- IBM 80 series Card Sorters
Card Sorters in the IBM 80 series were:
*IBM 80 Electric Punched Card Sorting Machine Introduced by IBM in
1925. This sorter was almost twice the speed of the older Hollerith 70vertical sorter and used an entirely new magnetically operated horizontal sortingdesign. At the close of 1943, IBM had 10,200 of these units on rental.
*IBM 81 Sorter
*IBM 82 Sorter Sorted cards at 650/minute.
*IBM 83 Sorter Sorted cards at 1000/minute [http://www.tietokonemuseo.saunalahti.fi/eng/kuva_13_eng.htm (photo)] .
*IBM 84 Sorter Sorted cards at 2000/minute.
The basic operation of a card sorter is to take a punched card, examine a single column, and place the card into the corresponding pocket. There are twelve rows on a punch card, and thirteen pockets in the sorter; one sorter pocket is for "reject" cards (without a punch or sorter feed errors).
Cards pass through the sorter face down with the bottom edge ("9-edge") first. A single small metal brush or optical sensor is positioned so that, as each card goes through the sorter, a single column passes under the brush or optical sensor. When a hole in that column is detected, an
electric circuitis formed, directing the card to the correct pocket. This is done by slipping the card into a stack of metal strips (or "chute blades") that run the length of the sorter feed mechanism. The hole detected determines where in the stack of chute blades the card is inserted. Each blade ends above one of the output pockets corresponding to the hole that was detected, and the card is deflected into the pocket.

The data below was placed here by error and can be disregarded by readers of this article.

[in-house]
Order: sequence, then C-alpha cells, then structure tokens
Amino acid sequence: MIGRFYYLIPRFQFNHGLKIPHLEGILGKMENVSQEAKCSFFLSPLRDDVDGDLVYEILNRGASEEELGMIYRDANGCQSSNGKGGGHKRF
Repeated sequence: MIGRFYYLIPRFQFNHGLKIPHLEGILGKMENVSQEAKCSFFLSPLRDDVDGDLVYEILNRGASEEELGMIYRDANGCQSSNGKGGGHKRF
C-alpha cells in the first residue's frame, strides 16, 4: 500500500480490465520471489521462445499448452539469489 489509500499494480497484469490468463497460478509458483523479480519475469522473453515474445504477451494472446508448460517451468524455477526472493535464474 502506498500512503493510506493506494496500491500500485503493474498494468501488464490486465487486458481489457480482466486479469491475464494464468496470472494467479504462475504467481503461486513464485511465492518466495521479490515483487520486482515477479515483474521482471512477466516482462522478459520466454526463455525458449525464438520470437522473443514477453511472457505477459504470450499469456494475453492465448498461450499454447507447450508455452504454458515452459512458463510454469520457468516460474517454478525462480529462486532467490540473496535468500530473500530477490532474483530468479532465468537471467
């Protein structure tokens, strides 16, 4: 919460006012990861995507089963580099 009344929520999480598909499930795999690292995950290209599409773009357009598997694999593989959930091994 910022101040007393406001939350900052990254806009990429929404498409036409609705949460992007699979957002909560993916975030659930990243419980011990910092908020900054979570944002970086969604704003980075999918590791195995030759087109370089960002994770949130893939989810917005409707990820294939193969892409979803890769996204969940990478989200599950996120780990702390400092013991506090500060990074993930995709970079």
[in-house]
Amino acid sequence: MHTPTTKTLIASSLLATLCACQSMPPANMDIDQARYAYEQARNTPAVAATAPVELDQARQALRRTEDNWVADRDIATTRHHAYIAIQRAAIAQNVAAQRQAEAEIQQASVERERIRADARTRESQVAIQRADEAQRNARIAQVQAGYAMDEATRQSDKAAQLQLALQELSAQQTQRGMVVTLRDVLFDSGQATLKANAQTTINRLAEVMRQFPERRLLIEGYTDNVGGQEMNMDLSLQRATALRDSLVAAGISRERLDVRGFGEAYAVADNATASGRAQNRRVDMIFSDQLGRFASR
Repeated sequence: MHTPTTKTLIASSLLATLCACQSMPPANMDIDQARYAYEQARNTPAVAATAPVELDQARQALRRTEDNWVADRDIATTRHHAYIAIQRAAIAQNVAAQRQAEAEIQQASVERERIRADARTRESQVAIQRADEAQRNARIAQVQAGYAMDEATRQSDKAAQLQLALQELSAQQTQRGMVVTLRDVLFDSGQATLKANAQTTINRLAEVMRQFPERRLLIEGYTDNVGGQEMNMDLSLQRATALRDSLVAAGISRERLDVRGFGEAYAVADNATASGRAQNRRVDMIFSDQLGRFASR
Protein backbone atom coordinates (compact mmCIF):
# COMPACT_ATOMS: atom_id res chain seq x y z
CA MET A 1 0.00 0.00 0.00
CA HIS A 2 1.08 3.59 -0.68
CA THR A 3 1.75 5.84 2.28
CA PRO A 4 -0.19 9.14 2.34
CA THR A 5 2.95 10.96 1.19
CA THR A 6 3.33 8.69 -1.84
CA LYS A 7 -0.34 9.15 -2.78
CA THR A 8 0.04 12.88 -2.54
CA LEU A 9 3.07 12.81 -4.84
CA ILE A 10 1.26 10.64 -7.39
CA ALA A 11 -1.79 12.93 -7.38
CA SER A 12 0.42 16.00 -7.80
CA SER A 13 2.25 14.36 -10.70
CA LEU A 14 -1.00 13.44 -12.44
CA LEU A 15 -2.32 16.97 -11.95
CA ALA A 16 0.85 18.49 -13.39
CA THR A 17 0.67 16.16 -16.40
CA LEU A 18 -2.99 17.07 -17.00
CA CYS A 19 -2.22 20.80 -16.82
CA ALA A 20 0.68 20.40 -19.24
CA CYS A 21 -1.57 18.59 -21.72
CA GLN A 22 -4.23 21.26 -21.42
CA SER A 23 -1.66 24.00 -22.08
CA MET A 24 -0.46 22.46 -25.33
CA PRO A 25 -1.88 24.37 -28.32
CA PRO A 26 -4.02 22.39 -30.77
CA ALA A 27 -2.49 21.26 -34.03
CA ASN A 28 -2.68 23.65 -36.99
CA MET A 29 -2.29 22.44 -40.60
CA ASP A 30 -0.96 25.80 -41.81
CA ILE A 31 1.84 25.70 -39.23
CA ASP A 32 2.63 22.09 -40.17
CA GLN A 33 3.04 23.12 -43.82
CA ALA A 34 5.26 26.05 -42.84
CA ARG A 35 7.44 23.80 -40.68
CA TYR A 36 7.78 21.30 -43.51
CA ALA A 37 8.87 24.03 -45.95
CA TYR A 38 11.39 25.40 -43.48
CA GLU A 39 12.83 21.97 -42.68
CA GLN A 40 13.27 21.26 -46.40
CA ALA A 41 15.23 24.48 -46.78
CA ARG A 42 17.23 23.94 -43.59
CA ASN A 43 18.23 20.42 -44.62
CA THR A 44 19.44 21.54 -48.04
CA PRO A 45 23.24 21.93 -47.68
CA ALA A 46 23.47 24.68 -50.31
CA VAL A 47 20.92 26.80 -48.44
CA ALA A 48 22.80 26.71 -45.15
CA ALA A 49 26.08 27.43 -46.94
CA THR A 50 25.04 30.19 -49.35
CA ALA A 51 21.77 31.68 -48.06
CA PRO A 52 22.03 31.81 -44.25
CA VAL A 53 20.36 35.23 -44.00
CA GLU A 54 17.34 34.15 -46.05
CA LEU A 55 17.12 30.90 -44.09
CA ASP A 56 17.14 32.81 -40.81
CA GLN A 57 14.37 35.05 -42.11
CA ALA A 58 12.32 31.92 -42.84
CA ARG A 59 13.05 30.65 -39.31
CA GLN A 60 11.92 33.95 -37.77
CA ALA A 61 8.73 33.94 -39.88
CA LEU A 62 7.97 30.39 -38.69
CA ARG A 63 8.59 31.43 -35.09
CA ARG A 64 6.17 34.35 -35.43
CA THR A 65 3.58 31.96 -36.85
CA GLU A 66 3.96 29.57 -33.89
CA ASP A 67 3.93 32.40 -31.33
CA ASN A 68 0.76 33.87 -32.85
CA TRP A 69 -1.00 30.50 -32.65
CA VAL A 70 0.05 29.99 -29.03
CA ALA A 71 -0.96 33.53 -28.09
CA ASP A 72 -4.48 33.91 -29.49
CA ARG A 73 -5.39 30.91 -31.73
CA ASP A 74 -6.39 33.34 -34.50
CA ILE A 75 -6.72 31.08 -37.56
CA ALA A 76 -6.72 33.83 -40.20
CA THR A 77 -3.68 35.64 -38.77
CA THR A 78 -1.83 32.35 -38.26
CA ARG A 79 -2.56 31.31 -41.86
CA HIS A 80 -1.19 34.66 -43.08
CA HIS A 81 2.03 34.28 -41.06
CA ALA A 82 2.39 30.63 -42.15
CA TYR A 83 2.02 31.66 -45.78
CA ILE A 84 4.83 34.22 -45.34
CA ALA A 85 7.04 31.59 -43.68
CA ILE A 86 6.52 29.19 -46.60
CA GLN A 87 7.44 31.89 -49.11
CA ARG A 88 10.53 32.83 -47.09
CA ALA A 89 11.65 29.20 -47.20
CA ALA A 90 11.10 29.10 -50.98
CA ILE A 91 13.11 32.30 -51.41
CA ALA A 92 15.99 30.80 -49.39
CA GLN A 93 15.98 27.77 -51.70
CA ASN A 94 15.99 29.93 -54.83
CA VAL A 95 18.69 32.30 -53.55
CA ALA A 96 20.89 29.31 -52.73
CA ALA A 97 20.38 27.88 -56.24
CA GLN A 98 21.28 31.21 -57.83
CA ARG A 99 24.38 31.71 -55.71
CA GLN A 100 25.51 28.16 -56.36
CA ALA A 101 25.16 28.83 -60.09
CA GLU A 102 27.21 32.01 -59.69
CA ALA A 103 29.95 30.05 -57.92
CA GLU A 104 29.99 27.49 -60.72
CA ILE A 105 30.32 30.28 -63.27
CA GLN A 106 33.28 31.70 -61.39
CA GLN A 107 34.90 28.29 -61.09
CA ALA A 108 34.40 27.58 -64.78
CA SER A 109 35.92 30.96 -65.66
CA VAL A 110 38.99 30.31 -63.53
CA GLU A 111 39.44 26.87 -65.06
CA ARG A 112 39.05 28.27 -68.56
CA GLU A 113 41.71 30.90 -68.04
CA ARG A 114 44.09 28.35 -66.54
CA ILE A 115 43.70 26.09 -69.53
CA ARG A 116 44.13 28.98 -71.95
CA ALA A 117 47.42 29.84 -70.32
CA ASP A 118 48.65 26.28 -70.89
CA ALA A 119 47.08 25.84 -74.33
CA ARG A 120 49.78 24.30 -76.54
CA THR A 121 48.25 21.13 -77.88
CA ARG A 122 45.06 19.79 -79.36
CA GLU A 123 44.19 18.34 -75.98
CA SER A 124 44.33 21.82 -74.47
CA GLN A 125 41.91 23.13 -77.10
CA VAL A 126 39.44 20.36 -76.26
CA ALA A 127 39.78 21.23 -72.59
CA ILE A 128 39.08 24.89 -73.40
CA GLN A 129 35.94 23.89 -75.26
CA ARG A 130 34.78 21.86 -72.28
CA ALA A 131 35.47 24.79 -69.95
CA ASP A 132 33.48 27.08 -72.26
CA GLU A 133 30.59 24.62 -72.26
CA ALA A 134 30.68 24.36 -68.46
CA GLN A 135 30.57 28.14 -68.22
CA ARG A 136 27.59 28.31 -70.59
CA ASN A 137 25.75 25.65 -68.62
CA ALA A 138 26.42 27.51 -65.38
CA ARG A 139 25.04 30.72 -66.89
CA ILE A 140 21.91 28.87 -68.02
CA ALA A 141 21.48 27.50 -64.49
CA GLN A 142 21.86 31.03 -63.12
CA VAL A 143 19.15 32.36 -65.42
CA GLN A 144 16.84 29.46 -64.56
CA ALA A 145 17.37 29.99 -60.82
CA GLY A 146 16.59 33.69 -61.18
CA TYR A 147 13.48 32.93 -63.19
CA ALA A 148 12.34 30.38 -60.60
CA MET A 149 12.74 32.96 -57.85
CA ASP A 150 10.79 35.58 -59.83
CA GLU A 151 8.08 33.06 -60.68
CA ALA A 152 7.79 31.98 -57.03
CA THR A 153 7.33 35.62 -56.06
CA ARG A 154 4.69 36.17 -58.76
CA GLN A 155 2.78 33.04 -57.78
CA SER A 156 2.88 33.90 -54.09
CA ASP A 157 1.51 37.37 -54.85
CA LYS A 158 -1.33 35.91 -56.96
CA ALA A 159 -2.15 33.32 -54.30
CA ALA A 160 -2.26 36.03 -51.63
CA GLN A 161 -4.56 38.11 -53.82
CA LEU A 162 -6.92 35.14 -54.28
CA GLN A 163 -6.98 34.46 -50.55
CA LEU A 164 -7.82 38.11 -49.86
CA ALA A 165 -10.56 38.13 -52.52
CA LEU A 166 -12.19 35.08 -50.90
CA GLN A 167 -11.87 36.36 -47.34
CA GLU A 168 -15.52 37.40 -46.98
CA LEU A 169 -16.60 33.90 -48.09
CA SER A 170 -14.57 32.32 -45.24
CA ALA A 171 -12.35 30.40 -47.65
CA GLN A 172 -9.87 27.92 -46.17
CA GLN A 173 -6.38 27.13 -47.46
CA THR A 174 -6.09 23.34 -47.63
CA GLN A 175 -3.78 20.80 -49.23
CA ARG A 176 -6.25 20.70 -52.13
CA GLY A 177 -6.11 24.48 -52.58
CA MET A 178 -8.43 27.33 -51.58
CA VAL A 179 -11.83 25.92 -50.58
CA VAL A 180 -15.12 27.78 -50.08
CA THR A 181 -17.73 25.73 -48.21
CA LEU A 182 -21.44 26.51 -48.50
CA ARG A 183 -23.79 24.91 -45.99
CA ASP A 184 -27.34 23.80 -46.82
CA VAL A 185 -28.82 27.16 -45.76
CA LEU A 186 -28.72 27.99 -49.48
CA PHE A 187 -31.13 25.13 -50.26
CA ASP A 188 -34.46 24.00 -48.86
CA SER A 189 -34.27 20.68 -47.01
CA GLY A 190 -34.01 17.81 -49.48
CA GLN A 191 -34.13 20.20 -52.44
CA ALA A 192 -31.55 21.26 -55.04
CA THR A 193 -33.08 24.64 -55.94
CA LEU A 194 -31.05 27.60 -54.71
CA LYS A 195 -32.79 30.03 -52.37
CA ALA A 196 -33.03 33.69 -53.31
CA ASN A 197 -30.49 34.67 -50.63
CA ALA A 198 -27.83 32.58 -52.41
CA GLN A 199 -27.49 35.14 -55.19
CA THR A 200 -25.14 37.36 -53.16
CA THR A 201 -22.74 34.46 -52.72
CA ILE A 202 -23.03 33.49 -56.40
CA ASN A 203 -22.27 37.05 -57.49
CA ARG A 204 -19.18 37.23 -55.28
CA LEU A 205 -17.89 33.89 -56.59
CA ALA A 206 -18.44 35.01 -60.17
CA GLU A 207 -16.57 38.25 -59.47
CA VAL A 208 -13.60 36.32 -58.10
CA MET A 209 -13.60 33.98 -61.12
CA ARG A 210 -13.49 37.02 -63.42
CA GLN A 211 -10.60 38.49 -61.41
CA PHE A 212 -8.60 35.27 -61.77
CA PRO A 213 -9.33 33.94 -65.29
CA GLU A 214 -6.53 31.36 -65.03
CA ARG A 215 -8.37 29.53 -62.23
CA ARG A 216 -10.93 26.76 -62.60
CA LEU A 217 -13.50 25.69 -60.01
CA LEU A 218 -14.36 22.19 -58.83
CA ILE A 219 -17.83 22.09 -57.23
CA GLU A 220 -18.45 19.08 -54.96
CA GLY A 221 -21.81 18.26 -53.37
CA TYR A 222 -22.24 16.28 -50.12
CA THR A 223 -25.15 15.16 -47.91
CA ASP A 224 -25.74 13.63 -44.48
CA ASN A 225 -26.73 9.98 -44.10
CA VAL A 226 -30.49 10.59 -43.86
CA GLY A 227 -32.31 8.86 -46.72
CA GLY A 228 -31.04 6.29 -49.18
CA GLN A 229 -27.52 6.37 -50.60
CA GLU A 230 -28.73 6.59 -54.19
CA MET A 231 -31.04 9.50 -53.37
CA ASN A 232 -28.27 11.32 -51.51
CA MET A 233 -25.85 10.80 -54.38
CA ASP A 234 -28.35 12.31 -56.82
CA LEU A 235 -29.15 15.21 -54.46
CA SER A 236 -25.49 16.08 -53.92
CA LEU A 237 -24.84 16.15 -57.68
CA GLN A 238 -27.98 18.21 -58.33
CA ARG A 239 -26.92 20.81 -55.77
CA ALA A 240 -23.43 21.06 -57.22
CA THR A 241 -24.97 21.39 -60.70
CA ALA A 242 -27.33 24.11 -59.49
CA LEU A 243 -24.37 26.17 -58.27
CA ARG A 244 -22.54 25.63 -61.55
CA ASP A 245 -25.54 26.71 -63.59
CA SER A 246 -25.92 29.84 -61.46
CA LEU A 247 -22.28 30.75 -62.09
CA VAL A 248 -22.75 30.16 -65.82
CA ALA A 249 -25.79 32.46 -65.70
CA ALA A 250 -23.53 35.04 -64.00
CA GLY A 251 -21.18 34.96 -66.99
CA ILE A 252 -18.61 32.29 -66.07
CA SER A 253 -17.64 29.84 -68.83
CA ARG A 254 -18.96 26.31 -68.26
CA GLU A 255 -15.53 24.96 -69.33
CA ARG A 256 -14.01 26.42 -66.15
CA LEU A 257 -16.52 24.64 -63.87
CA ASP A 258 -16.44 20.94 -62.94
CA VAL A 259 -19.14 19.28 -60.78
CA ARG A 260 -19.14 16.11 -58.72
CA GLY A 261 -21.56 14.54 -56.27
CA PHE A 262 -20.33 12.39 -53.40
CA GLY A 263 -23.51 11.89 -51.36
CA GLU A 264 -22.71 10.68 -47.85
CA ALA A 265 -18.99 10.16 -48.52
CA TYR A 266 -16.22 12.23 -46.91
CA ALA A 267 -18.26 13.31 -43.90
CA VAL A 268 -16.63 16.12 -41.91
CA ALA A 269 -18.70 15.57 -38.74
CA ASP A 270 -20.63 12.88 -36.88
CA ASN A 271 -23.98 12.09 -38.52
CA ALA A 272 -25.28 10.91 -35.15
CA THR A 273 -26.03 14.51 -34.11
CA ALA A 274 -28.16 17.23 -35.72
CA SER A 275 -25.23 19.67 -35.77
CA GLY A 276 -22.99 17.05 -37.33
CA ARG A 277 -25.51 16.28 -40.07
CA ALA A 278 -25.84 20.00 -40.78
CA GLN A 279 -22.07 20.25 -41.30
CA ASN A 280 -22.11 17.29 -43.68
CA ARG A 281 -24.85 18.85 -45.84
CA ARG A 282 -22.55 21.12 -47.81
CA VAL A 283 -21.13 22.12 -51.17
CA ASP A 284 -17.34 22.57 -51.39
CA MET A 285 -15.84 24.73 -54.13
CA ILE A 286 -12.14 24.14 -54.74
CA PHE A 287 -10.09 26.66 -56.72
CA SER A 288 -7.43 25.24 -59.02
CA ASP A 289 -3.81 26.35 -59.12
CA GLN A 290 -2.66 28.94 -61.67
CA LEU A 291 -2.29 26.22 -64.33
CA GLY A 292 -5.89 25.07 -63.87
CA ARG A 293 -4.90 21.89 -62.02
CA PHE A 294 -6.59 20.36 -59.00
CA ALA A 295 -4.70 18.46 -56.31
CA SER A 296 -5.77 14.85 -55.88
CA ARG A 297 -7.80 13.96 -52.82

Multiple column sorting is done by first sorting the least significant column, then proceeding, column by column, to the most significant column. This is called a least significant digit
Numbers have one punch per column in rows 0-9; a numeric column can be sorted in a single pass through the sorter.
Letters of the alphabet are indicated by two punches in the same column, one hole in one of the first three rows, called zones, (12, 11, or 0), and the other in one of the remaining numeric rows (1-9). The first zone is letters A-I, the second is J-R, and the third S-Z . Each letter is further encoded by a numeric punch 1 through 9, in alphabetic order (0-1 is skipped, S is 0-2 and so on to Z, 0-9).
Alphabetical sorting is handled by sorting cards twice on the same column, first on rows 1-9, then on the "zone" rows 12, 11, and 0. Operator switches allow zone-sorting by "switching off" rows 1-9 for the second pass of the card for each column.
Other special characters and
punctuation marks were added to the card code, involving as many as three punches per column (and in 1964with the introduction of EBCDICas many as six punches per column), but card sorters did not sort such characters appropriately.
* [http://www-03.ibm.com/ibm/history/exhibits/attic3/attic3_136.html IBM Archives: IBM Type 80]
last = IBM
title = IBM Reference Manual: 82, 83,and 84 Sorters
date = July, 1962
id = A24-1034-1
url = http://www.bitsavers.org/pdf/ibm/cardProc/A24-1034-1_82-83-84_sorters.pdf
* [http://www.columbia.edu/acis/history/sorter.html Columbia University Computing History: IBM Card Sorters]
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